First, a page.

Emerging Evolutionary Approach to Human Information Behavior
Spink, Amanda H. & Currier, James (2006) Emerging Evolutionary Approach to Human Information Behavior. In Spink, Amanda & Cole, Charles (Eds.) New Directions in Human Information Behavior. Springer, New York.
New Directions in Human Information Behavior, co-edited by Drs. Amanda Spink and Charles Cole provides an understanding of the new directions, leading edge theories and models in human information behavior. Information behavior is conceptualized as complex human information related processes that are embedded within an individual’s everyday social and life processes.
The book presents chapters by an interdisciplinary range of scholars who show new directions that often challenge the established views and paradigms of information behavior studies. Beginning with an evolutionary framework, the book examines information behaviors over various epochs of human existence from the Palaeolithic Era and within pre-literate societies, to contemporary behaviors by 21st century humans. Drawing upon social and psychological science theories the book presents a more integrated and holistic approach to the understanding of information behaviors that include multitasking and non-linear longitudinal processes, individuals’ information ground, information practices and information sharing, digital behaviors and human information organizing behaviors. The final chapter of the book integrates these new approaches and presents an overview of the key trends, theories and models for further research.
This book is directly relevant to information scientists, librarians, social and evolutionary psychologists. Undergraduate and graduate students, academics and information professionals interested in human information behavior will find this book of particular benefit.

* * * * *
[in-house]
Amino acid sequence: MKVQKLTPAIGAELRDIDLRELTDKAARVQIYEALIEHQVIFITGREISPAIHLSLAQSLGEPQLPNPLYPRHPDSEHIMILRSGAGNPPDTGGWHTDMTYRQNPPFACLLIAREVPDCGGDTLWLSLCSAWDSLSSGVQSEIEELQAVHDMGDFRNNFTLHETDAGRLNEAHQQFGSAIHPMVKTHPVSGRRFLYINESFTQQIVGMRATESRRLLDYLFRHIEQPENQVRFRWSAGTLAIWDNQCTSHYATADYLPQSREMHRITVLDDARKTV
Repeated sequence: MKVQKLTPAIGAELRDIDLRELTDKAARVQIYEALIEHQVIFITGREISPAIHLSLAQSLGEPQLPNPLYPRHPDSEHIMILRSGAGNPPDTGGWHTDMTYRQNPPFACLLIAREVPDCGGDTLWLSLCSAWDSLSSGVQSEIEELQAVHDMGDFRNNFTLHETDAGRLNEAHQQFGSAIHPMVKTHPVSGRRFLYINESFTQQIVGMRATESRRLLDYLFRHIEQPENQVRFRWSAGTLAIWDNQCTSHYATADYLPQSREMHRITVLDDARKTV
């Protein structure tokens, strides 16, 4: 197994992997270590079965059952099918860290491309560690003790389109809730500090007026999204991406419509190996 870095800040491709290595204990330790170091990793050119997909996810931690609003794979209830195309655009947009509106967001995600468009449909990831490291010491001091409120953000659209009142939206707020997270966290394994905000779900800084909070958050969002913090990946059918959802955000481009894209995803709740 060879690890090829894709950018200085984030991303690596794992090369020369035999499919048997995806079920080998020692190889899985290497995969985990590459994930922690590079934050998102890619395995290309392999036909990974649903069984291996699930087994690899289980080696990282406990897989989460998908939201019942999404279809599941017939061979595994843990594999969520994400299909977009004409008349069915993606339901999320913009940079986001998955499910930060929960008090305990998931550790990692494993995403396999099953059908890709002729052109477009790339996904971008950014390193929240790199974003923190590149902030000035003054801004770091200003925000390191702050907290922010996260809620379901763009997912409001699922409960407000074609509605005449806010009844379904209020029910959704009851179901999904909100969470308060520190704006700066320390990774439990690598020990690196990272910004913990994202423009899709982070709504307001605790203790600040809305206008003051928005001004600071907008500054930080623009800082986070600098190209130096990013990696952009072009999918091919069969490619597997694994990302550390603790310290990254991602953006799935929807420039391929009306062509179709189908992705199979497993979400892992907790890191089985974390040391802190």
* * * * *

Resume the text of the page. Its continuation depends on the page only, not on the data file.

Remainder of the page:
Impact and interest:
Citation countsare sourced monthly fromand citation databases.
These databases contain citations from different subsets of available publications and different time periods and thus the citation count from each is usually different. Some works are not in either database and no count is displayed. Scopus includes citations from articles published in 1996 onwards, and Web of Science® generally from 1980 onwards.
Citations counts from theindexing service can be viewed at the linked Google Scholar™ search.
|Item Type:||Book Chapter|
|Additional Information:||For more information about this book please refer to the publisher's website (see link) or contact the author. Author contact details : ah.spink @qut.edu.au|
|Subjects:||Australian and New Zealand Standard Research Classification > INFORMATION AND COMPUTING SCIENCES (080000) > INFORMATION SYSTEMS (080600) > Computer-Human Interaction (080602)|
|Divisions:||Past > QUT Faculties & Divisions > Faculty of Science and Technology|
|Copyright Owner:||Copyright 2006 Springer|
|Deposited On:||21 Feb 2006|
|Last Modified:||29 Feb 2012 23:25|
Repository Staff Only: item control page